Treatment Options

Asymptomatic EIC do not necessarily need any treatment. Uninflamed EIC are often removed under the following circumstances: (1) If the diagnosis is in question, the lesion should be removed and sent for histopathology; (2) cosmetic concern to the patient; or (3) prophylactic removal to prevent rupture and inflammation.

Surgical excision is standard therapy. Elliptial excision is generally curative. It should be noted that if the entire cyst wall is not removed, local recurrence is common. Because elliptical excision can result in a large surgical scar, other techniques have been suggested:

-A small fusiform ellipse of skin (smaller than the cyst) is cut, followed by extraction of the cyst via a small hole.

-Similar techniques using a punch or laser have been reported. These latter techniques result in a smaller surgical scar and faster postoperative recovery. However there may be a higher risk of local recurrence, especially with larger diameter (larger than 2 cm) cysts.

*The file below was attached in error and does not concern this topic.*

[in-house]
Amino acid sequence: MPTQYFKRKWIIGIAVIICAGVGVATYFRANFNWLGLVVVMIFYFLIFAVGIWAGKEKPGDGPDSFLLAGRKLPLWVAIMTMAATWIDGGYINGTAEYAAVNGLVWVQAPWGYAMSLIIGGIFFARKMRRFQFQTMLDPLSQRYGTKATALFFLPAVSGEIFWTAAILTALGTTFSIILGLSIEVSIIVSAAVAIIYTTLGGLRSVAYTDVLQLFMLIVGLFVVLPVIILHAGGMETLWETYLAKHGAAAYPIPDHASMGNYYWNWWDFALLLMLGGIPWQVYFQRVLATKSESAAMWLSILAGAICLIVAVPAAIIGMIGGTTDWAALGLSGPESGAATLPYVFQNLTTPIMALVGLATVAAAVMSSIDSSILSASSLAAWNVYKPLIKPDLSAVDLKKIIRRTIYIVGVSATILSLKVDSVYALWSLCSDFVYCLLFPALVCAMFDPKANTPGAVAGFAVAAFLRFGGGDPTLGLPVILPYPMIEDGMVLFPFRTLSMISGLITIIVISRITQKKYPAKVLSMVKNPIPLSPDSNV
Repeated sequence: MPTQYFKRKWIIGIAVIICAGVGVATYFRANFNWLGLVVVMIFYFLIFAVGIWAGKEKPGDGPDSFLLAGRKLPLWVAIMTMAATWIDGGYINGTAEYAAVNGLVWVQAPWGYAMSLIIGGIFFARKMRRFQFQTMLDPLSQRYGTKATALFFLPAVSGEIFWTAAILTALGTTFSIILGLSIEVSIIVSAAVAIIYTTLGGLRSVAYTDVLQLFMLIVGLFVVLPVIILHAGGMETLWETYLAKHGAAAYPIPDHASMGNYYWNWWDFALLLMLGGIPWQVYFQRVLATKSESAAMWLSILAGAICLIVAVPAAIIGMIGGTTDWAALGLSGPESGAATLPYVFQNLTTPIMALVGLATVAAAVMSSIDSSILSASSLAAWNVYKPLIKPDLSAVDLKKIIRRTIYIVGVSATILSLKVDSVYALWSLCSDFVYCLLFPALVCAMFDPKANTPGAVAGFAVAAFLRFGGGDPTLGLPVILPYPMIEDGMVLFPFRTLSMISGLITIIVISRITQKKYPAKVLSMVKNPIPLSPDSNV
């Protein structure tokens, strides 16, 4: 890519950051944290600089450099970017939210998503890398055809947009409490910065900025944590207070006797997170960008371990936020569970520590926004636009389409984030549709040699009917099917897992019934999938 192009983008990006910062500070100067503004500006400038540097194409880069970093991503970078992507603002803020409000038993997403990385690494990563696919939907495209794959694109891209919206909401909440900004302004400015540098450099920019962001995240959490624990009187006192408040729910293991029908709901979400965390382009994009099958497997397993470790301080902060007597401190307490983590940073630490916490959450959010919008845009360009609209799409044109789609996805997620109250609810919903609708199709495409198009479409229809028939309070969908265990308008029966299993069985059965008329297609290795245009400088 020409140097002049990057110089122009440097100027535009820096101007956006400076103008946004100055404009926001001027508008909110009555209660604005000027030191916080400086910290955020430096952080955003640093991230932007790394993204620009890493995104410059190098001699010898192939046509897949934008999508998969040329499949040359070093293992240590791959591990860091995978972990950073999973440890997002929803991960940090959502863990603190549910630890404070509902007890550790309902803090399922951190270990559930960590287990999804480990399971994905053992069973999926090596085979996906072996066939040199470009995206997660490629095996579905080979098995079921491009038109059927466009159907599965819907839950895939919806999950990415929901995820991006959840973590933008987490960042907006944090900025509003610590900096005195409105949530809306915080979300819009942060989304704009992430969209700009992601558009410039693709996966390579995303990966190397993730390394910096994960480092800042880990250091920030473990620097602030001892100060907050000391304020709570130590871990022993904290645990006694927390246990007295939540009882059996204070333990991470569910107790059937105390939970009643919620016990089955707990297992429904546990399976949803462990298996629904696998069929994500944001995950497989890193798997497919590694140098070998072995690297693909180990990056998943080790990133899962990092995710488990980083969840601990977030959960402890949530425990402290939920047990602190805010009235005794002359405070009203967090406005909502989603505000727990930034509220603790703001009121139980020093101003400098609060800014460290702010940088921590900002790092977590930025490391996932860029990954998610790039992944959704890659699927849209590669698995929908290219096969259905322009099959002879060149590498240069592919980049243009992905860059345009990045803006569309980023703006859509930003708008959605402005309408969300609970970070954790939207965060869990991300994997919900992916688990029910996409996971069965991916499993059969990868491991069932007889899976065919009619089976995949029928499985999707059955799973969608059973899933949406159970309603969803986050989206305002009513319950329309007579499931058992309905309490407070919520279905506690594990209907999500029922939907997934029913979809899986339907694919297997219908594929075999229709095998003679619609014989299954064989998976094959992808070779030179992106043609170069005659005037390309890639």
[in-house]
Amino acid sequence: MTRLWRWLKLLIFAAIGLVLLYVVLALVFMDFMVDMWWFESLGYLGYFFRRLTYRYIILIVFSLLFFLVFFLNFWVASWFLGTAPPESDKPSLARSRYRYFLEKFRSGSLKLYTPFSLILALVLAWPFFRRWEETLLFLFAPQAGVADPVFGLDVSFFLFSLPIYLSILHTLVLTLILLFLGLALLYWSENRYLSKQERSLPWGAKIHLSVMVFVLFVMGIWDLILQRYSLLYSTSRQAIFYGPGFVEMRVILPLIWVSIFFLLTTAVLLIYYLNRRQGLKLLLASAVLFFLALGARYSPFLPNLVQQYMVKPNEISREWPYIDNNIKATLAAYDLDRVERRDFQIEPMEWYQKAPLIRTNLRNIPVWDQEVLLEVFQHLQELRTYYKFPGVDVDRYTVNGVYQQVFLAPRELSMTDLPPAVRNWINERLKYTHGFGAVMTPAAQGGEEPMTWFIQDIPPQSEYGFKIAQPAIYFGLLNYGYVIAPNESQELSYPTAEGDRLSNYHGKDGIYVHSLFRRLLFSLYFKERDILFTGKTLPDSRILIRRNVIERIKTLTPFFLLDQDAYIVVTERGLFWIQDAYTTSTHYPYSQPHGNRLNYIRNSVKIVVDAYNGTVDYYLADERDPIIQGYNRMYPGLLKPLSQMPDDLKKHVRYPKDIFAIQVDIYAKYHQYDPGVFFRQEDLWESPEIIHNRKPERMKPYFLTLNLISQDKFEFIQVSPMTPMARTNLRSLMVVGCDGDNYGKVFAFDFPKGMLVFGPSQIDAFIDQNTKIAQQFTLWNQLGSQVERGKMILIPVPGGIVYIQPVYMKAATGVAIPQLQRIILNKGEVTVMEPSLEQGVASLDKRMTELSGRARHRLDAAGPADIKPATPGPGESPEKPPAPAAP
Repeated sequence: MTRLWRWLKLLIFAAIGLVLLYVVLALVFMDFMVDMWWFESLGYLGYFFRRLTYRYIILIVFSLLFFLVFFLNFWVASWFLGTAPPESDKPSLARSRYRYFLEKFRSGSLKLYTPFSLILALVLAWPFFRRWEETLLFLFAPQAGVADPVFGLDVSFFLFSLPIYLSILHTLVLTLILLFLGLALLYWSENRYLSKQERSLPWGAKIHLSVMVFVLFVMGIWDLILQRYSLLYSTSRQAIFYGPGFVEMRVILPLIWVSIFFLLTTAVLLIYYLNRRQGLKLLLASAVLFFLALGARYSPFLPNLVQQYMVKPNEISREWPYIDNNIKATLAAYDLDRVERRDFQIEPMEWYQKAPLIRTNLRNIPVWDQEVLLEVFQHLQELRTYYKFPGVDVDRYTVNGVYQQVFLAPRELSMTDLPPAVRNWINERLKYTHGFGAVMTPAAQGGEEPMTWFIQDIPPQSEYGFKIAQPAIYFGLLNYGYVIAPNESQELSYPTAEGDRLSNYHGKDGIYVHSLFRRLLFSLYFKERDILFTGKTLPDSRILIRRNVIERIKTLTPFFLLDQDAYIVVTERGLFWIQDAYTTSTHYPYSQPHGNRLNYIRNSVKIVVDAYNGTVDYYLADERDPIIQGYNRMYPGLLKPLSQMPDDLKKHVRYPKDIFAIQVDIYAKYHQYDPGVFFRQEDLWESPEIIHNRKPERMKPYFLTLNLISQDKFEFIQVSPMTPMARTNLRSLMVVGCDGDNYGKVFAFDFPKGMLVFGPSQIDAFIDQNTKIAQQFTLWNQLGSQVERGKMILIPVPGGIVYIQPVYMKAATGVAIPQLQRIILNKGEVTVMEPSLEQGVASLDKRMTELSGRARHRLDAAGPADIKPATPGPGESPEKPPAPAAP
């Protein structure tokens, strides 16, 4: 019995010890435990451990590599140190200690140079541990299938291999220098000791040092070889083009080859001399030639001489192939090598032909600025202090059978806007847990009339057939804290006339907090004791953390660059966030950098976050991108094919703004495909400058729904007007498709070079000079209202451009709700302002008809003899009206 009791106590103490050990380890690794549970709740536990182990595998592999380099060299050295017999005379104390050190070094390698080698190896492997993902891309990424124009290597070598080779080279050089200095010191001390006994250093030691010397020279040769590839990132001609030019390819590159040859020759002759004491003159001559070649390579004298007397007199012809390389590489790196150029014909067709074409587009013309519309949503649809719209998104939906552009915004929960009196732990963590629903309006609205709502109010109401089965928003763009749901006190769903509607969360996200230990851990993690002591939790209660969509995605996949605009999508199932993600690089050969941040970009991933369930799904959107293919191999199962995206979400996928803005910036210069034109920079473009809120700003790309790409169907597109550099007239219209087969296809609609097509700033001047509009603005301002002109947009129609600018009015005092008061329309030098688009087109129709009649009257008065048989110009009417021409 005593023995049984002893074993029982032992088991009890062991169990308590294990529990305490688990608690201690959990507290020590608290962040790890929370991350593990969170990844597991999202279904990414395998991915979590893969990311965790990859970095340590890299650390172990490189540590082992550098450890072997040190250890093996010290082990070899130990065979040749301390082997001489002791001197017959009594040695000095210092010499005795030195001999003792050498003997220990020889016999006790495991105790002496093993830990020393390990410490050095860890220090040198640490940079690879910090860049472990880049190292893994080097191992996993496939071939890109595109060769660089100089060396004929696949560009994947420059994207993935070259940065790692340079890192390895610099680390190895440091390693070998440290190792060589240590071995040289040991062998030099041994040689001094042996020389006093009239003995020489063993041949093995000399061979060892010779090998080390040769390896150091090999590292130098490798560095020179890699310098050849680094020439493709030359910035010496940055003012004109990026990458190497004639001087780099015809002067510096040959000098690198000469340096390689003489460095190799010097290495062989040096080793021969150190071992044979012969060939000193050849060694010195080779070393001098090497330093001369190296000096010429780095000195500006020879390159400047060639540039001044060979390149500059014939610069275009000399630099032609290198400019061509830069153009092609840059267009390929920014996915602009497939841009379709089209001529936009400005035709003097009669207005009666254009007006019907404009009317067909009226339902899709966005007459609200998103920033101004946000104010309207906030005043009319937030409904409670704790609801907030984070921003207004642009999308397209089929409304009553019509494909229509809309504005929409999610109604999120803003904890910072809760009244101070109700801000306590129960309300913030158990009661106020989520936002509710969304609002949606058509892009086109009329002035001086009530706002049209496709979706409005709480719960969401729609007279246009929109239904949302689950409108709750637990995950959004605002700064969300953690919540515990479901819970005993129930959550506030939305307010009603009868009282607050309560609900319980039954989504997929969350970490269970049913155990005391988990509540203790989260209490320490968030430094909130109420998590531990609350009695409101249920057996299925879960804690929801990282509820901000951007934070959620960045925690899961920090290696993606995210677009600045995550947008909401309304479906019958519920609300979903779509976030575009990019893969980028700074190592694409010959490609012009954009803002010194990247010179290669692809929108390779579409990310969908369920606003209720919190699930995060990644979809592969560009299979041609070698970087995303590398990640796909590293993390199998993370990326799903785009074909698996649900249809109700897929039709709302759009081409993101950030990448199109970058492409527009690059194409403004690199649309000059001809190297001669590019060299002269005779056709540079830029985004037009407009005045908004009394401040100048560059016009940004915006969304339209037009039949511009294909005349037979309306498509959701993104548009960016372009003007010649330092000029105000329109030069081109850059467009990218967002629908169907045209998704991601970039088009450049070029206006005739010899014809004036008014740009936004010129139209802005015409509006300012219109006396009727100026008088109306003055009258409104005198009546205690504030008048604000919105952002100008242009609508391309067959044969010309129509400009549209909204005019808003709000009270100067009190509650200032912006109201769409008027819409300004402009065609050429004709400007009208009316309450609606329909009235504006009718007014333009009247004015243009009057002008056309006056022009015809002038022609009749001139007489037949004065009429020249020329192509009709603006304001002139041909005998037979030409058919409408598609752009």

If an EIC is inflamed, several options are possible:

-Intralesional injection of corticosteroid as a single dose in the office. For lesions on the face, triamcinolone 5mg/cc is recommended. For larger lesions, especially on the back, 10mg/cc is more effective.

-Depending on the degree of inflammation, oral antibiotics (as an alternative or in addition to intralesional corticosteroid) can be utilized. Oral tetracycline, or one of its derivatives (doxycycline, minocycline both at a dose of up to 100mg orally twice a day in an adult), can be used for 1-2 weeks depending on the size of the lesion and the degree of inflammation. Alternatives to the tetracycline group include cephalexin, ciprofloxin, and erythromycin.